City council’s transportation committee has given the go-ahead to city staff to continue exploring the possibility of lowering residential speed limits in Saskatoon.
The committee voted 3-2 in favour of setting up a framework for reviewing the base speed limits on neighbourhood streets, while leaving collector and arterial roads along.
The framework would still give city council final say on any decisions regarding lowering speed limits.
Councillors who voted in favour of the review — Cynthia Block, Bev Dubois and Mayor Charlie Clark — emphasized that their vote wasn’t necessarily an endorsement of a blanket 30 kilometre per hour speed limit, which was advocated in the city report.
“I would find it hard to imagine a day that I would think 30 km/h on most residential streets would be reasonable,” Ward 6 Coun. Cynthia Block said.
“However, it does appear the trend across many North American cities is to re-prioritize the public realm to better serve pedestrians.”
Manager of Transportation Engineering Jay Magus told committee both Calgary and Edmonton are exploring the possibility of lowering posted speeds, while cities such as Okotoks Alta. and Warman have already lowered theirs to 40 km/h.
The report was borne out of results of over 40 traffic reviews where residents expressed concerns that drivers were speeding on their street.
However, in most cases city data showed 85 per cent or more of drivers were driving below, at or just five kilometres over the 50 km/h posted speed.
The report suggested the continued perception of speeding could mean 50 km/h was too fast on residential roads.
It suggests a structure for reviewing speeds in neighbourhoods, while leaving arterial roads like Taylor Street alone.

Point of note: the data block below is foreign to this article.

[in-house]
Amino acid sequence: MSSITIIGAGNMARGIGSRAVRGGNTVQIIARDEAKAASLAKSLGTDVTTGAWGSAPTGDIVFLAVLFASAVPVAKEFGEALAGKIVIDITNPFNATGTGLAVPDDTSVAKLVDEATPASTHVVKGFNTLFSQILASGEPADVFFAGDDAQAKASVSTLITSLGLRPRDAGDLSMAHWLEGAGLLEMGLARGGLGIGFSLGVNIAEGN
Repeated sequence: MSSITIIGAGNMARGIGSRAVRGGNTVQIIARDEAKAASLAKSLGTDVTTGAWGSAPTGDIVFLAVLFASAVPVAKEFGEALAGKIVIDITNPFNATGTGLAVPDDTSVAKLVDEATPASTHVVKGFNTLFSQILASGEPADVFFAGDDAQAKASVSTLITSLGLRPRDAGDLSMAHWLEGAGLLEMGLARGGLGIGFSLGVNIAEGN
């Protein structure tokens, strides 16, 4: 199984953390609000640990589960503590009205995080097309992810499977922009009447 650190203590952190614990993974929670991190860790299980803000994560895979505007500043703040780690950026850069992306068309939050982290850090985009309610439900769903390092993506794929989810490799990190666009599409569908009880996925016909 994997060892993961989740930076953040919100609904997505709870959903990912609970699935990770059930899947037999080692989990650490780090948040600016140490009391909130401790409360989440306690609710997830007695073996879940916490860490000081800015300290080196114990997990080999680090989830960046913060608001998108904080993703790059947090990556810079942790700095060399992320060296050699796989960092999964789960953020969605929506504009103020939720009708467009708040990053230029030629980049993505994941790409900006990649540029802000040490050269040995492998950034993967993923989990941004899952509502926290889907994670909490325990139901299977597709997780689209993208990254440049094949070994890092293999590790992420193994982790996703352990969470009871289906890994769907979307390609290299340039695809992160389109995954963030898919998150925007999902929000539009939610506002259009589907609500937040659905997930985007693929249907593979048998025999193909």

Ward 5 Coun. Randy Donauer voted against looking at speed limits, along with Ward 10’s Zach Jeffries.
“Most residents want the traffic to go slower on their street but when you turn around and ask them if they want the speed limit to be lower in the neighbourhood they say no,” Donauer said.
He added he’s received several calls from residents telling him not to lean towards lowering speed limits.
Committee also voted 4-1 in favour of having administration review school zones and the possibility of implementing playground zones.
Magus told councillors his staff have discovered having 30 km/h school zones around high schools may not be “best practice” after reviewing other cities and their policies.
Block said after the meeting she doesn’t understand why high schools require the zones.
“Without a lot of evidence to the contrary, I think our young people are able to cross the street by themselves,” she said.
“I think they’ll be okay.”
Donauer voted against the school zone study, saying he thinks Saskatoon has reached a “nice balance” on the issue.
A proposal by Coun. Dubois to consider traffic calming measures in areas with high senior citizen populations was endorsed unanimously.